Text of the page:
Establishing a variable that matches your header height is very helpful in modern development for various use cases. For example, let’s say your header is sticky and you’re using a sticky element on your page. You need a top value on your sticky element that references your website’s header height.
Automatic.css creates a
--header-height variable automatically. You just have to tell ACSS what the height of your header is. Once ACSS has this information, it can automatically create super helpful content offsets, sticky offsets, scroll offsets, etc.
First, let’s talk about how to set your header heights. Then we’ll run through all the things ACSS can help you with when it comes to your header height.
Header Height Values
In the ACSS dashboard, navigate to Additional Styling. Then find the Header Heights panel.
ACSS needs to know the height of your header at each breakpoint. This is easy to find by loading your site on the front end, right clicking your header, and getting the computed height. Do this at each breakpoint and insert the value into the inputs.
Note: If your header height ever changes, recalculate these values.
Offset Page Content Automatically
If your website uses a sticky header, it means that your header takes up some of the room in the hero section of your pages. This makes your hero spacing look off-balance.
In this case, turn on the “Offset Page Content Automatically” option. Automatic.css will now fix every page on your website automatically, restoring perfectly balanced spacing to the first section on every page.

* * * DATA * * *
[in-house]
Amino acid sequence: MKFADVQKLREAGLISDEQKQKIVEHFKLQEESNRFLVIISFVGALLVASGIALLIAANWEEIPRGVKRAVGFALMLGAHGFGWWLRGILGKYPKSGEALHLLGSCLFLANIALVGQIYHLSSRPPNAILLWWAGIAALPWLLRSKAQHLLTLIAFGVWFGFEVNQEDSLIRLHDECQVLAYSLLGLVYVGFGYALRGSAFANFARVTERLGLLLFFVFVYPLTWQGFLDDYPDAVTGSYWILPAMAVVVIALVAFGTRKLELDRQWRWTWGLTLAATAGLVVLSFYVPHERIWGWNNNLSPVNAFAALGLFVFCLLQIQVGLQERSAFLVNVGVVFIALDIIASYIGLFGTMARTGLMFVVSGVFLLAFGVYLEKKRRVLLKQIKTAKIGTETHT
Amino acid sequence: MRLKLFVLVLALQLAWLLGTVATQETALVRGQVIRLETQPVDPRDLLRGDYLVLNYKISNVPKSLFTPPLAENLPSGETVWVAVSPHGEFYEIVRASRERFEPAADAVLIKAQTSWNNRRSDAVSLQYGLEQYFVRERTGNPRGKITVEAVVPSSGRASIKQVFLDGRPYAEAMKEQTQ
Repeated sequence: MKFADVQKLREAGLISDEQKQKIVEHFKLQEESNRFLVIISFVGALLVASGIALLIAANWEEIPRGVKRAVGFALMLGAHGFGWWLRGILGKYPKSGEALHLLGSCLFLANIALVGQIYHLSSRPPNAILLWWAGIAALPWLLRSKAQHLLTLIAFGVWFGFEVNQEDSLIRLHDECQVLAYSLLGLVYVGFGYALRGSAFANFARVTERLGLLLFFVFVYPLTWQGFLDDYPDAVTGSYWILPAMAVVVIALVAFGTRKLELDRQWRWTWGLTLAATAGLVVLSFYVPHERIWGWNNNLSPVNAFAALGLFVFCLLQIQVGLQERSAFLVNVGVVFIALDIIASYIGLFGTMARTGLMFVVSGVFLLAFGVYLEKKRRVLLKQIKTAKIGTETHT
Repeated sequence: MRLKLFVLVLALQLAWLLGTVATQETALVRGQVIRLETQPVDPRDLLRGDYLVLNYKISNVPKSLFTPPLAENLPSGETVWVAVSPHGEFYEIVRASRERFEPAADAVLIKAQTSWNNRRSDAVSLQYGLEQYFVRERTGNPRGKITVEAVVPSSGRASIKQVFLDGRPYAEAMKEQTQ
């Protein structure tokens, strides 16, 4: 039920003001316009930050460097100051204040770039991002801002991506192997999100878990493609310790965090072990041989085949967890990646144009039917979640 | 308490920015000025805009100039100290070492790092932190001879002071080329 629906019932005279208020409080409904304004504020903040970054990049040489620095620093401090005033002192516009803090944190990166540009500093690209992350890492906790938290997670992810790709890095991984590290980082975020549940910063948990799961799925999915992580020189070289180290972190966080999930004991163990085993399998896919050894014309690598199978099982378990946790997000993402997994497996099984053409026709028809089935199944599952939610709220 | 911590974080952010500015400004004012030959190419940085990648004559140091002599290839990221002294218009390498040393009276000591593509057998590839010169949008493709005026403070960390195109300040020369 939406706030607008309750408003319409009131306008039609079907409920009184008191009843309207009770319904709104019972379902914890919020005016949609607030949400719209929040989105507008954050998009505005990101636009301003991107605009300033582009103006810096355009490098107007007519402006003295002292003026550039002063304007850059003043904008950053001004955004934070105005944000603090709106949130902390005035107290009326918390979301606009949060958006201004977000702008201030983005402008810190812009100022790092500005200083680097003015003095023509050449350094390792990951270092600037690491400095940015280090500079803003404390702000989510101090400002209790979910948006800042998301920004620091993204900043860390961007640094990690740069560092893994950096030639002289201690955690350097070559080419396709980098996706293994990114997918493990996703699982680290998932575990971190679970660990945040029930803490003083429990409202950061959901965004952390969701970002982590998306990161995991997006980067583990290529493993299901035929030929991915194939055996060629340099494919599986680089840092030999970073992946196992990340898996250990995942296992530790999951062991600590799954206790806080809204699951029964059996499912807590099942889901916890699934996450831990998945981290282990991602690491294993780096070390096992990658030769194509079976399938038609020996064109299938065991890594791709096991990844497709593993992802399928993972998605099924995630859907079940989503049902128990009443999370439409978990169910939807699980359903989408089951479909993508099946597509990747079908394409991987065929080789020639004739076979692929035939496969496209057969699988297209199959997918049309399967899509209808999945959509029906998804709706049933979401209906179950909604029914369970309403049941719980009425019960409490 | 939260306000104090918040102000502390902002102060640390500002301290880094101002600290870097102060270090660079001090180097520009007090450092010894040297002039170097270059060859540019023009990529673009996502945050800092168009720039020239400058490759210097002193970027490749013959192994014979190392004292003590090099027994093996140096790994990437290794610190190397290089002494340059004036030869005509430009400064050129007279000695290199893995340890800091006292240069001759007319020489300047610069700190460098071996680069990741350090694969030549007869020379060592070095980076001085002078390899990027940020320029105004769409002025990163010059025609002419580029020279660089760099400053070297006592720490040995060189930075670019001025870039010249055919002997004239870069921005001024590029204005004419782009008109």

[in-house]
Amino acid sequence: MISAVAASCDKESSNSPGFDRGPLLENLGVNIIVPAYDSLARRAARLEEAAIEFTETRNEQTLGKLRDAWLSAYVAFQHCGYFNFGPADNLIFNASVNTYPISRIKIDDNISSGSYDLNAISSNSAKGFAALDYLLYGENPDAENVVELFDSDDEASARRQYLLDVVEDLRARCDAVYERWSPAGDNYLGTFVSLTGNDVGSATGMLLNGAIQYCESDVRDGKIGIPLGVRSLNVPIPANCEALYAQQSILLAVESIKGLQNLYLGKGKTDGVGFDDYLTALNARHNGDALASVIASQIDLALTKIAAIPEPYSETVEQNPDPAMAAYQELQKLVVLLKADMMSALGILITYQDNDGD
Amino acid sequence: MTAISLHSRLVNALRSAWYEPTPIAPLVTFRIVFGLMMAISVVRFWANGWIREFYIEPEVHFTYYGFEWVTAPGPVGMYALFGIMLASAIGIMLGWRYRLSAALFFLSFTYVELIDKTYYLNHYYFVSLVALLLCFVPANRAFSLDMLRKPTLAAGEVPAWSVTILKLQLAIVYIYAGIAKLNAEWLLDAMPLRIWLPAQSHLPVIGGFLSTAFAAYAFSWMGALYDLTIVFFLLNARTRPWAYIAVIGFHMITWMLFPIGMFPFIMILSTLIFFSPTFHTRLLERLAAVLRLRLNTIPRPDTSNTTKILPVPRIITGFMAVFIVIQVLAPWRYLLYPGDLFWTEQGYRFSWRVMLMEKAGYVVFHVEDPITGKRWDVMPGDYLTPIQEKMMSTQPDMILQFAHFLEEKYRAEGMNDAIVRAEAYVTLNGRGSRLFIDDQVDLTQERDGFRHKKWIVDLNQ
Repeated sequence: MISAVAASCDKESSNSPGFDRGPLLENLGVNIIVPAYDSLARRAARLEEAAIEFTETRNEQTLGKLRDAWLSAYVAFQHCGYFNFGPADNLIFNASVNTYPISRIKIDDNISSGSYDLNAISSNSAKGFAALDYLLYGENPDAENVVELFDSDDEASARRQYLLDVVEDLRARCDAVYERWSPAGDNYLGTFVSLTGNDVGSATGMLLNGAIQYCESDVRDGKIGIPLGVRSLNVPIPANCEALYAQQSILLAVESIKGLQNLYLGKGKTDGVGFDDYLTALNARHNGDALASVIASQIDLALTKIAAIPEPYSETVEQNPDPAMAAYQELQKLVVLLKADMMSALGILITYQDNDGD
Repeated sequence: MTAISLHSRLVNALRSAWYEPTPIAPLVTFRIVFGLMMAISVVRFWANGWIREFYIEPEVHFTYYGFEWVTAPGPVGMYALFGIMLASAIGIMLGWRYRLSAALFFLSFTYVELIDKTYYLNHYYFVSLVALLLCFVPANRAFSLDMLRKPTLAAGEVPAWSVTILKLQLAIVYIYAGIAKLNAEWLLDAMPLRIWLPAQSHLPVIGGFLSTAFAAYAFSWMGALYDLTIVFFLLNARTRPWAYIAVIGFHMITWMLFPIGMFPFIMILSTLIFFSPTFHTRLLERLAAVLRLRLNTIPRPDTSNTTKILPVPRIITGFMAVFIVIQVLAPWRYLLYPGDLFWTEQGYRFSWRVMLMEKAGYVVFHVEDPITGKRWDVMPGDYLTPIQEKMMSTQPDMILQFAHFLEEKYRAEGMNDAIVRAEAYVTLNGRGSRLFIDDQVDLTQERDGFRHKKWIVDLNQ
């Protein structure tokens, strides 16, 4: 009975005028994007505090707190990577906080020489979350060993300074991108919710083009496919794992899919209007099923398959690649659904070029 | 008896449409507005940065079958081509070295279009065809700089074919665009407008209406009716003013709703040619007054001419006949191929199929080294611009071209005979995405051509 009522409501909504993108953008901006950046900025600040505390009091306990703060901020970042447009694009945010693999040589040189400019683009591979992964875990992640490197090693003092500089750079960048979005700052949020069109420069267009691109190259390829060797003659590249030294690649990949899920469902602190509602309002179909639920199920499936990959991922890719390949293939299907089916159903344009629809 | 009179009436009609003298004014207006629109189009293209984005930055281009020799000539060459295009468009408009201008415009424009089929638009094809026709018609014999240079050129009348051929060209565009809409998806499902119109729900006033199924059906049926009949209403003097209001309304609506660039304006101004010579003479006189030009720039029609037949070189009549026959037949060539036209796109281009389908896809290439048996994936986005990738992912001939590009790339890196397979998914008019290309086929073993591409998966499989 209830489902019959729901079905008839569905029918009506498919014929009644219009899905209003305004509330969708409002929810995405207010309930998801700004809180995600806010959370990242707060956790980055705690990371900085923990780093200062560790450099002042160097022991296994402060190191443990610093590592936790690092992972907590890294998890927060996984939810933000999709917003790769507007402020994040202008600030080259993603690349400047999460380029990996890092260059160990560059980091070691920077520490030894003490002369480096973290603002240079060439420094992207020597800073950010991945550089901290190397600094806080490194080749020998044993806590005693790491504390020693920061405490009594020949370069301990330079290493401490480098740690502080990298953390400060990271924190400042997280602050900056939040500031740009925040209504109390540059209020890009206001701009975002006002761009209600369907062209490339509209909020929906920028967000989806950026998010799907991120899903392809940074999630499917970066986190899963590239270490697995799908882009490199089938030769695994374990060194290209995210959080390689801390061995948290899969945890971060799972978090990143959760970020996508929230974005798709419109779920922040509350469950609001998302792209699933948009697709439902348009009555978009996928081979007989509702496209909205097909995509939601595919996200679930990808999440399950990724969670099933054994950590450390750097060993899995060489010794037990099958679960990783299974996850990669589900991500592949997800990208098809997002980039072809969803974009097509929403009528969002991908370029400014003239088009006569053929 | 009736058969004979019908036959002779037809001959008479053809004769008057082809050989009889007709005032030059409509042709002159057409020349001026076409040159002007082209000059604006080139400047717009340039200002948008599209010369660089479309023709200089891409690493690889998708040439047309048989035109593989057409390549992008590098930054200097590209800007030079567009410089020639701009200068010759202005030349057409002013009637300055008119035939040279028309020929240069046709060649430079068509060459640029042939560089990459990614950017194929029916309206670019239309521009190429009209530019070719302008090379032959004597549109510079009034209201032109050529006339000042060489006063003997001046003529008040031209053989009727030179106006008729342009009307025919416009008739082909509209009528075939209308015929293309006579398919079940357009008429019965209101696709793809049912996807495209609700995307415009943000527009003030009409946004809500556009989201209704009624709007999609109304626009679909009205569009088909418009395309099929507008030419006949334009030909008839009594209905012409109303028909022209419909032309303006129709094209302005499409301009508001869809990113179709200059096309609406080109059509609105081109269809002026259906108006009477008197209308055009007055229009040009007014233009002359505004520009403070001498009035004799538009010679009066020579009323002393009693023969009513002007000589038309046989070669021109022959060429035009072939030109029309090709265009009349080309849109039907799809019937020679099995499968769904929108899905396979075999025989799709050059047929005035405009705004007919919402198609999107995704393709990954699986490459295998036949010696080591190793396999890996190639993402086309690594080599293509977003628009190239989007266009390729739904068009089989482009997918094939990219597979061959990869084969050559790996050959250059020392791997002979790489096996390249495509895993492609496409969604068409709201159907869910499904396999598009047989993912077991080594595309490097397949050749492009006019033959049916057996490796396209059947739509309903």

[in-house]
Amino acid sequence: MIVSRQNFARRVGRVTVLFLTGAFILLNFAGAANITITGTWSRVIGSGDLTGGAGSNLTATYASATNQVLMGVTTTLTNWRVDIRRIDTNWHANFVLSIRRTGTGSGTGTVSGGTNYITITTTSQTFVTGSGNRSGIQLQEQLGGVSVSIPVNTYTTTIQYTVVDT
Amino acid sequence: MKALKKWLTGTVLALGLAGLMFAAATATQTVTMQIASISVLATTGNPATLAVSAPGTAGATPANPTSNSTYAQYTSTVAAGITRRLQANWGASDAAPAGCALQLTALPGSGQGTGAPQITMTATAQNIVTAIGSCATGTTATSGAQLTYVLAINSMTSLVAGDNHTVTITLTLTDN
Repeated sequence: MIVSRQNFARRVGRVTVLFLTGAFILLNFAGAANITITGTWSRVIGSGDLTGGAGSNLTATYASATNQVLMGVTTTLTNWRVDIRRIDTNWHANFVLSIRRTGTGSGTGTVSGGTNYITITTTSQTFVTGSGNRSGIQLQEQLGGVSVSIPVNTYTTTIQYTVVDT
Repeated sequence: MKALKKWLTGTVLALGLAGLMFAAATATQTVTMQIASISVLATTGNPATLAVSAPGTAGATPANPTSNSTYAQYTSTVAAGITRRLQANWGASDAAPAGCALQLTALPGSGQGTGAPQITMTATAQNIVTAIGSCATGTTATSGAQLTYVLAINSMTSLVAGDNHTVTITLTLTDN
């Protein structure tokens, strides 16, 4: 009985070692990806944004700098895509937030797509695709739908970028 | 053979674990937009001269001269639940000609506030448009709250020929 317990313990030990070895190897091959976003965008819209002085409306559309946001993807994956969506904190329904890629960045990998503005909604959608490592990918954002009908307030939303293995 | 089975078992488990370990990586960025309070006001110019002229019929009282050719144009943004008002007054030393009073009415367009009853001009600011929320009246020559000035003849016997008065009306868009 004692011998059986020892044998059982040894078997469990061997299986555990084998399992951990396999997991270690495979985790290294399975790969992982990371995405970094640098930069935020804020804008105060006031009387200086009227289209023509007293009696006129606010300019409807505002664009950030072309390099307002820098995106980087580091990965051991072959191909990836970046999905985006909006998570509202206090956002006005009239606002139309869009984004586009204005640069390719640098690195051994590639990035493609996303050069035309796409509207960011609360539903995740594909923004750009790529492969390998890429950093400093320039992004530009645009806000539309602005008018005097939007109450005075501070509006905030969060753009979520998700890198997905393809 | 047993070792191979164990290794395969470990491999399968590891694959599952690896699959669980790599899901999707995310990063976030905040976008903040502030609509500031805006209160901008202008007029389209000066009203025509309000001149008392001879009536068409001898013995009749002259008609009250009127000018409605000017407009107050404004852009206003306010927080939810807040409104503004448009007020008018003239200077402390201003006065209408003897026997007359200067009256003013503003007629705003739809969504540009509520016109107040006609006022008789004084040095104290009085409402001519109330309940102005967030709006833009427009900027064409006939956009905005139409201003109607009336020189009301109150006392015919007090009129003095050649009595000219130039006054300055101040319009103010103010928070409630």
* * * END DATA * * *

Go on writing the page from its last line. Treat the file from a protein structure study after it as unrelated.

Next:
The panel below the Header Styling panel is the Scroll Styling panel. These let you set offsets for scroll-to-hash links. This ensures that when users scroll to a hash link on your page, the content has some breathing room and isn’t touching the edge of the screen.
Even worse, on some sites the sticky header covers up the content!
If you’re using a sticky header and have already set your header heights, Automatic.css will create an offset equal to the height of your header automatically. You don’t have to do anything else. If, however, you want to set an *additional* offset for extra breathing room, you can do that via the Scroll Offsets panel.
Again, you can set a different value at each breakpoint to dial in the exact result you’re going for.
The same issue with scroll-to-hash happens with sticky elements. By default sticky elements stick to the top of the screen. A sticky header will cover them up if you don’t give the sticky element an offset value.
If you want Automatic.css to automatically rescue your sticky elements and offset them, turn on the “Offset Sticky Elements Automatically” setting in the Sticky Settings panel:
Now, when you use the
.sticky class, you don’t have to worry about an offset. ACSS will use your header height and your offset preferences from above to generate the appropriate offset.
Of course, this can be overridden on a case-by-case basis by setting a custom top value for any sticky element.